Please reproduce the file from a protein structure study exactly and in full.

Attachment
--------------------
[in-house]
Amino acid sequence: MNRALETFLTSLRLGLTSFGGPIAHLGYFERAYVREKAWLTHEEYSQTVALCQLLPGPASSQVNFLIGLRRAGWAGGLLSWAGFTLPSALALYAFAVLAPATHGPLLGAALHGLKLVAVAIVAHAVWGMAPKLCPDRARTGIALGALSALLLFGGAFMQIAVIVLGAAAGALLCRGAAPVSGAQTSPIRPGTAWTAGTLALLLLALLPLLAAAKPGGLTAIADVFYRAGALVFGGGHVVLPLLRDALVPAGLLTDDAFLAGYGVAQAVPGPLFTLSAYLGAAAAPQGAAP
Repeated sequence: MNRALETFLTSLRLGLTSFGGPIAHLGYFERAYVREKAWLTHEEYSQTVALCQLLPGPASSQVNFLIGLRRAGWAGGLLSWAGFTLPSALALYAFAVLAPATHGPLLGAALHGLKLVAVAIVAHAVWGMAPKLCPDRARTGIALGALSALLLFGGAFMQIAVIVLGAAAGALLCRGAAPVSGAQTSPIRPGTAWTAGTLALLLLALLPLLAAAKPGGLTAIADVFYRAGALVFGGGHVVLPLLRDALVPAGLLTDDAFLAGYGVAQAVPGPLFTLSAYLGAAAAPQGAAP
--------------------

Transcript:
[in-house]
Amino acid sequence: MNRALETFLTSLRLGLTSFGGPIAHLGYFERAYVREKAWLTHEEYSQTVALCQLLPGPASSQVNFLIGLRRAGWAGGLLSWAGFTLPSALALYAFAVLAPATHGPLLGAALHGLKLVAVAIVAHAVWGMAPKLCPDRARTGIALGALSALLLFGGAFMQIAVIVLGAAAGALLCRGAAPVSGAQTSPIRPGTAWTAGTLALLLLALLPLLAAAKPGGLTAIADVFYRAGALVFGGGHVVLPLLRDALVPAGLLTDDAFLAGYGVAQAVPGPLFTLSAYLGAAAAPQGAAP
Repeated sequence: MNRALETFLTSLRLGLTSFGGPIAHLGYFERAYVREKAWLTHEEYSQTVALCQLLPGPASSQVNFLIGLRRAGWAGGLLSWAGFTLPSALALYAFAVLAPATHGPLLGAALHGLKLVAVAIVAHAVWGMAPKLCPDRARTGIALGALSALLLFGGAFMQIAVIVLGAAAGALLCRGAAPVSGAQTSPIRPGTAWTAGTLALLLLALLPLLAAAKPGGLTAIADVFYRAGALVFGGGHVVLPLLRDALVPAGLLTDDAFLAGYGVAQAVPGPLFTLSAYLGAAAAPQGAAP